Each ratchet mechanism includes a circular ratchet body 45 secured to the respective shaft and a plurality of balls 46 respectively ensconced in a plurality of circumferentially spaced pockets 48 provided on the periphery of ratchet body 45. Ratchet body 45 and balls 46 coact in known manner with housing 42 to preclude counterclockwise rotation of the respective shaft as viewed in FIG. 5 while allowing free clockwise rotation of the respective shaft.

Converter mechanism 16, as best seen in FIG. 4, includes a housing 50, an output shaft 52 fixedly and centrally secured to housing 50, and a plurality of pinion bevel gears 54, 56, 58 and 60 positioned within housing 50. Pinion gear 54 is drivingly secured to shaft 32; pinion gear 56 is drivingly secured to shaft portion 26a; and pinion gears 58 and 60 are meshingly engaged with gears 54 and 56 and secured in axially spaced relation on a pinion shaft 62 which in turn is journalled at its upper and lower ends in journal portions 50a and 50b of housing 50.

The engine further includes a supercharger 64 including a blower 66 drivingly connected to output shaft 52 of converter mechanism 16 by reduction gears 68, 70, 72 and 74. A suitable conduit 76 interconnects the output of supercharger 64 with the intake port 22 of housing 10.

OPERATION

To start the engine, an electric motor 77 engages gear 52 to rotate output shaft 52 to impart initial rotation to pistons 34, 36. In order to impart differential rotation as well as absolute rotation to the pistons, supercharger 64 operates to supply a fuel mixture charge to the intake 22 under boost pressure. This charge begins the compression and expansion strokes of the engine. Instead of a supercharger, a turbocharger or other suitable means for supplying a charge under boost pressure may be employed. For the sake of simplicity, a carburetor or other fuel mixing device is not shown in the drawings. The movement of the pistons 34, 36 through the various phases of the engine operation is best seen in FIG. 2. With the pistons 34 and 36 in the position seen in FIG. 2, the sparkplug 20 is energized to ignite the fuel mixture confined by piston portions 34a and 36a. As the fuel burns and expands, it acts against piston portion 36a to force piston 36 to rotate in a clockwise direction. The piston 34 is prevented from counterclockwise rotation by ratchet mechanism 38. Alternatively, a unidirectional clutch, hydraulic system with check valves, or other control means might be used. As piston portion 36a approaches piston portion 34b, burned combustion products from the previous ignition are expelled through exhaust port 24. At the same time, a new fuel air mixture is drawn in through intake port 22 as piston charge confined in the area between piston 36b and piston portion 34a is compressed. As piston portion 36b moves close to piston portion 34a, the build-up of pressure in the space between the two piston portions forces piston portion 34a to move past sparkplug 20 and a new charge is ready for firing to complete the cycle.

Just before the sparkplug ignites the new charge, both pistons 34 and 36 are moving in a clockwise direction. After the firing, the relative rates at which piston 34 decelerates and piston 36 accelerates can be determined by the following analysis:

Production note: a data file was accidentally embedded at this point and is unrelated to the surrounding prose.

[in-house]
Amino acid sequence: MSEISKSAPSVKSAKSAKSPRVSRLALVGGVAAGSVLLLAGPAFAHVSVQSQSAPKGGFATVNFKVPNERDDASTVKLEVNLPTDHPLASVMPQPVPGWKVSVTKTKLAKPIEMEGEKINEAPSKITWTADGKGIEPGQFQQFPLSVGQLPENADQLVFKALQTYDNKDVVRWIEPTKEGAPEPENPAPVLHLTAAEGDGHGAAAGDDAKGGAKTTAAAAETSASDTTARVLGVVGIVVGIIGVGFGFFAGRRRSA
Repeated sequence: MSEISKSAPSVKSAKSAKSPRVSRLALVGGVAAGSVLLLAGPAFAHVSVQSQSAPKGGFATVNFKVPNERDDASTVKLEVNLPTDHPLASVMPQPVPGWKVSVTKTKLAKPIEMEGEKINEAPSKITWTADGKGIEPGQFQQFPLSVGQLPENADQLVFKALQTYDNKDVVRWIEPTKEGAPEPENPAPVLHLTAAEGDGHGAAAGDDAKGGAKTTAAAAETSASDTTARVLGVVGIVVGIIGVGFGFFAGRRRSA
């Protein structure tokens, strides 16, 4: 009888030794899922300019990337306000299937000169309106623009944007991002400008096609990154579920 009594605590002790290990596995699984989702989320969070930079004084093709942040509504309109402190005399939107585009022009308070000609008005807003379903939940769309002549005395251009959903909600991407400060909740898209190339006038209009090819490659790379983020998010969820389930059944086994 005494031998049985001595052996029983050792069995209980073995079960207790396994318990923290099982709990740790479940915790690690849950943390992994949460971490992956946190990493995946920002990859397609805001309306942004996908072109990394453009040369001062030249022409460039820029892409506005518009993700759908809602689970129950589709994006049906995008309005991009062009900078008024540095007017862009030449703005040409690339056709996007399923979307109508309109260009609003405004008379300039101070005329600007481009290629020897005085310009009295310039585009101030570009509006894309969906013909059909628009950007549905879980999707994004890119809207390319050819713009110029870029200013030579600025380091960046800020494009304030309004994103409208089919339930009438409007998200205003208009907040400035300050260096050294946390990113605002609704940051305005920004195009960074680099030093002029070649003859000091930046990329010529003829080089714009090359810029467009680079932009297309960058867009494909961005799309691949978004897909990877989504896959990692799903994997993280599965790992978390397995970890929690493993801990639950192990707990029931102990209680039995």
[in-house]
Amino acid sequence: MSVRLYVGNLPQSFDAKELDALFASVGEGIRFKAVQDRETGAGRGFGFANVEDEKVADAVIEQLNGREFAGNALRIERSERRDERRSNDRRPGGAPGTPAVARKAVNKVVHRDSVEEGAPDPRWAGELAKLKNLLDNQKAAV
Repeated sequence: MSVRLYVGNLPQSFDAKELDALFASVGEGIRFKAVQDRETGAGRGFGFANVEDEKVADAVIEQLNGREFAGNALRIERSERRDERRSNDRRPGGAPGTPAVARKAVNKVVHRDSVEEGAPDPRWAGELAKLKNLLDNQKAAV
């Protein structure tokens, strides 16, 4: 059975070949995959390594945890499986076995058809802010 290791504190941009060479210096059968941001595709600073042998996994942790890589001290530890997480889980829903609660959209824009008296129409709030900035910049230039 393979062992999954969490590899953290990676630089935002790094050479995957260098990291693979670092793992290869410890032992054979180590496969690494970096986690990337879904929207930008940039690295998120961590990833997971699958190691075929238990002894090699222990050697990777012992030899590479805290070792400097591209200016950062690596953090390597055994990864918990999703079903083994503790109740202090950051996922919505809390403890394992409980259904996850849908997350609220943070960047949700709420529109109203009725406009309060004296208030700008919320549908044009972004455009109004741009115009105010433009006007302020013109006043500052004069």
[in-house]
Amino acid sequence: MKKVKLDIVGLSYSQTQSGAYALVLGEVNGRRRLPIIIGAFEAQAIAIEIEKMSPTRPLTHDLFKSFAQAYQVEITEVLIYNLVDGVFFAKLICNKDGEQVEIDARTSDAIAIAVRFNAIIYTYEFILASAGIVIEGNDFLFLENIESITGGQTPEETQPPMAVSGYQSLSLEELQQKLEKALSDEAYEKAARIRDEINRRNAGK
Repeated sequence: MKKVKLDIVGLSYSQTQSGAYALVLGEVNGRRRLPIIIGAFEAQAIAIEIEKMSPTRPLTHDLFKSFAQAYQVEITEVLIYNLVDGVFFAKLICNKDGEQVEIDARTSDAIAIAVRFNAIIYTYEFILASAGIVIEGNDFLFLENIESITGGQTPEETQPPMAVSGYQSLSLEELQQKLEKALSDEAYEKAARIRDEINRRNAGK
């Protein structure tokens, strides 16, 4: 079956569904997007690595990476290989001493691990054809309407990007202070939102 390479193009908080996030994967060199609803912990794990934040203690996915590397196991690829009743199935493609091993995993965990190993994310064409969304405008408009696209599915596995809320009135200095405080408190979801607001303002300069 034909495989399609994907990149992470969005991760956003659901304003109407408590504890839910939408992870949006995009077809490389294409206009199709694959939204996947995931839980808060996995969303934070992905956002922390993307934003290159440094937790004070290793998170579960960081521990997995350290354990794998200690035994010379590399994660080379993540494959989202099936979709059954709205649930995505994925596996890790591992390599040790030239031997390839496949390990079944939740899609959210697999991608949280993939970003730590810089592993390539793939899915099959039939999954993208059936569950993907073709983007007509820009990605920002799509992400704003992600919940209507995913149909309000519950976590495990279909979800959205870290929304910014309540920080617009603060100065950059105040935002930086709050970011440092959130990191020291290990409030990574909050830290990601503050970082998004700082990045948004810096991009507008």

Let:

F equal the clockwise force on a pair of pistons

A equal the area on one side of a piston

T equal time

S equal

p36a-34a equal pressure between vane portions 36a and 34a

p34a-36b equal pressure between vane portions 34a and 36b

p36b-34b equal pressure between vane portions 36b and 34b

p34b-36a equal pressure between vane portions 34b and 36a

Then:

1. F34 =-AP36a-34a +AP34a-36b -AP36b-34b +AP34b-36a

2. F36 =AP36a-34a -AP34b-36a -AP34a-36b +AP36b-34b

3. F34 =-F36

Assuming the mass of the concentric shafts are the same and the two pistons are equal in size, from F =mass x acceleration =mass x S

4. ΔS34 =-ΔS36 or ΔS26 =-ΔS32

From the geometry of a differential gear coupling

5. 1/2S26 +1/2S32 =S52

where S26, S32 and S52 are the respective speeds of concentric shaft 26, concentric shaft 32, and output shaft 52.

After a lapse of time equal to Δ T:

6. 1/2(S26 +ΔS26)+1/2(S32 +ΔS32)=S52 +ΔS52 or

7. 1/2ΔS26 +1/2ΔS32 =ΔS52

by substituting equation 4. in equation 7.

8. ΔS52 =0

Thus, for a given engine throttle setting, the output speed of the drive shaft 52 is constant a the pistons 34 and 36 alternately accelerate and decelerate during the engine cycle. When a particular piston is held stationary by its ratchet mechanism, the speed of the drive shaft 52 equals 1/2 of the speed of the other or moving piston.

Supercharger 64, in addition to imparting relative rotation to the vanes in order to facilitate starting of the engine, also functions during steady state operation of the engine to increase the charge delivered to the engine and thereby optimize engine power. Supercharger 64 also functions during idling conditions to preclude stalling of the engine. Unlike reciprocating engines, as well as rotary engines with programmed movements, the rotary engine of the invention permits the vanes to rotate freely and therefor has no fixed displacement. When the engine is throttled back to an idle mode, the vanes, in the absence of supercharger 64, would continue to rotate but would not undergo relative rotation so that no fuel charge would be sucked into the engine and the engine would soon stall. Supercharger 64 functions under idling conditions to deliver a charge under boost pressure between the vanes to keep the engine from stalling.